Everyone has an opinion and that applies to your presentation. One of the biggest mistakes my clients tend to make is not being curious about what others think or fearing that information.  The reason I say that’s a mistake is that it’s impossible to improve in the absence of feedback.  That means the real question is…how do we solicit comments?

Any feedback we receive is only as good as the question we ask to obtain that information.  How often have you had someone ask “How did I do?”  If you’re like most people, your comment was something like “Great job or Nice job”  But what does that really mean—nothing.  It’s too vague and leaves the speaker in the dark.

Consider these 5 recommendations the next time you give a presentation:

1. Give a dry run of your presentation to a focus group of trusted colleagues and let them know in advance that the more specific their comments the greater the value. This information will now be useful to you as you refine your presentation before you actually deliver it.

2.  Ask several different people the following questions in person right after you speak: What did you think of my opening remarks?  Which slides/visuals stood out for you? How effective were my case studies or stories? What was your take away from my presentation? How clear were the data I shared?

3. You may also send a brief objective evaluation out to your attendees within 24 hours of your presentation using a tool such as Survey Monkey.  Consider using a numerical rating form of 1-5.  You may also add a couple of subjective or open-ended questions such as What did you like the best? What would you suggest changing?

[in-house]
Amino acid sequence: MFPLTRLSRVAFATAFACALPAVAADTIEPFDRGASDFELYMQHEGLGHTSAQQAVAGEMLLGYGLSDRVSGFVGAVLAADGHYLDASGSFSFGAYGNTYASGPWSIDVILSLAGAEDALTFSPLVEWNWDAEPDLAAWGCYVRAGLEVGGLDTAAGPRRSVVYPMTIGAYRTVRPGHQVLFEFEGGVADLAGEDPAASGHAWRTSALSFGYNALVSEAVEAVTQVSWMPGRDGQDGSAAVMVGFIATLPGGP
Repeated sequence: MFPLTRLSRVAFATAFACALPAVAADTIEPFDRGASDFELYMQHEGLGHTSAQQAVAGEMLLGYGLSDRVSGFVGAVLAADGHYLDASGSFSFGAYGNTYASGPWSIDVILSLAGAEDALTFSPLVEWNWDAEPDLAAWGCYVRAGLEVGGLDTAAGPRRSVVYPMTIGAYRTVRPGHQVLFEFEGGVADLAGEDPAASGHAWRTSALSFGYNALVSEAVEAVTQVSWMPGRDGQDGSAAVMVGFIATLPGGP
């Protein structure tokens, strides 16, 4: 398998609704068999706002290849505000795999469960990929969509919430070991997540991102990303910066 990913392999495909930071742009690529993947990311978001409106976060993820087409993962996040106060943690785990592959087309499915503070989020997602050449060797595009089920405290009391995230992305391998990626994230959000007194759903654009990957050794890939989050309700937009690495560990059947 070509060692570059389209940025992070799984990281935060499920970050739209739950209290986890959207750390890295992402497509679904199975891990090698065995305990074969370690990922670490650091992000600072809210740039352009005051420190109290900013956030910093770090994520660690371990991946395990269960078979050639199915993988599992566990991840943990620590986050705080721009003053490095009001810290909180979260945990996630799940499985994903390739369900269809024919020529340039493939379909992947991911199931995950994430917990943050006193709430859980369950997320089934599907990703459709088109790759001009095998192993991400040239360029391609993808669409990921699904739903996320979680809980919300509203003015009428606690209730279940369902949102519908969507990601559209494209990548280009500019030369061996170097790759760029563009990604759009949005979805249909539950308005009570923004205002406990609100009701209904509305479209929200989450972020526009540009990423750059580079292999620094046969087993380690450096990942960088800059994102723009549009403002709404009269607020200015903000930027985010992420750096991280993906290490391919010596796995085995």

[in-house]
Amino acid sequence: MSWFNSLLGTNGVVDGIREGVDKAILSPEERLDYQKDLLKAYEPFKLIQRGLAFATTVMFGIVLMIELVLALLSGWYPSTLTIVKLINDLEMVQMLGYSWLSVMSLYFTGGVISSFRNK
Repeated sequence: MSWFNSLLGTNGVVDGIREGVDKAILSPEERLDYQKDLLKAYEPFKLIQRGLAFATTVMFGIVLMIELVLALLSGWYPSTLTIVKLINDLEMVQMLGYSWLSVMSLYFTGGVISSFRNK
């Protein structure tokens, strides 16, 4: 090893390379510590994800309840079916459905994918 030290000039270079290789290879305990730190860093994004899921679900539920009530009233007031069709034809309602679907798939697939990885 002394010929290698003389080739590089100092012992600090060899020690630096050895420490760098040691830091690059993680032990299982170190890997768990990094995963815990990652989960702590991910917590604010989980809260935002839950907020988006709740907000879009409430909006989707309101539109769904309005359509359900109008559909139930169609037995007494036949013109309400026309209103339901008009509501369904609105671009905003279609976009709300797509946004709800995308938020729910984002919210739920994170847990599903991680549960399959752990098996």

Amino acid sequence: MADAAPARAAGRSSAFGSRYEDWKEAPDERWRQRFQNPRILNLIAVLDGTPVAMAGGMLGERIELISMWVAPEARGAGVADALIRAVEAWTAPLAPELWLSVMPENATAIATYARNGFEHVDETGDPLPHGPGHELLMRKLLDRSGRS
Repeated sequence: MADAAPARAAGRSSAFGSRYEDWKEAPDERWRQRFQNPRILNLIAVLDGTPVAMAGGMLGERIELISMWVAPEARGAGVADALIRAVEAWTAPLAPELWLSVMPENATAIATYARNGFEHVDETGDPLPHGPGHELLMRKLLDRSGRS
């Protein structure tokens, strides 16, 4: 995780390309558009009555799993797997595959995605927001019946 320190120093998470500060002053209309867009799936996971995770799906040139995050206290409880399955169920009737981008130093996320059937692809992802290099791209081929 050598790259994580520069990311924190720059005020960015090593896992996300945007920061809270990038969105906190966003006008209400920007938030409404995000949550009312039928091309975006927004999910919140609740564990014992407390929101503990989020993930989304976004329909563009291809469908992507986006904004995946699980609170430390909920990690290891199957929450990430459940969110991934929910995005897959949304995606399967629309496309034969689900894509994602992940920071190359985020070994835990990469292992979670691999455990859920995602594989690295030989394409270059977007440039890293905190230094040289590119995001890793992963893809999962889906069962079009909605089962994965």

4. Remember that your audience is always providing information while you’re speaking so pay close attention to their body language, non-verbal behavior and overall energy level.

5. You may also opt to video record your presentation so you can self-assess and observe your: posture, use of space, gestures, eye-contact, vocal intonation, organization and flow of speaking points, use of visuals, opening and closing, management of Q&A.

It’s safe to say that no presentation is perfect which means we can always improve as long as we ask the right questions, welcome comments and make changes as appropriate.

Need more ideas…I’m happy to consult with you.


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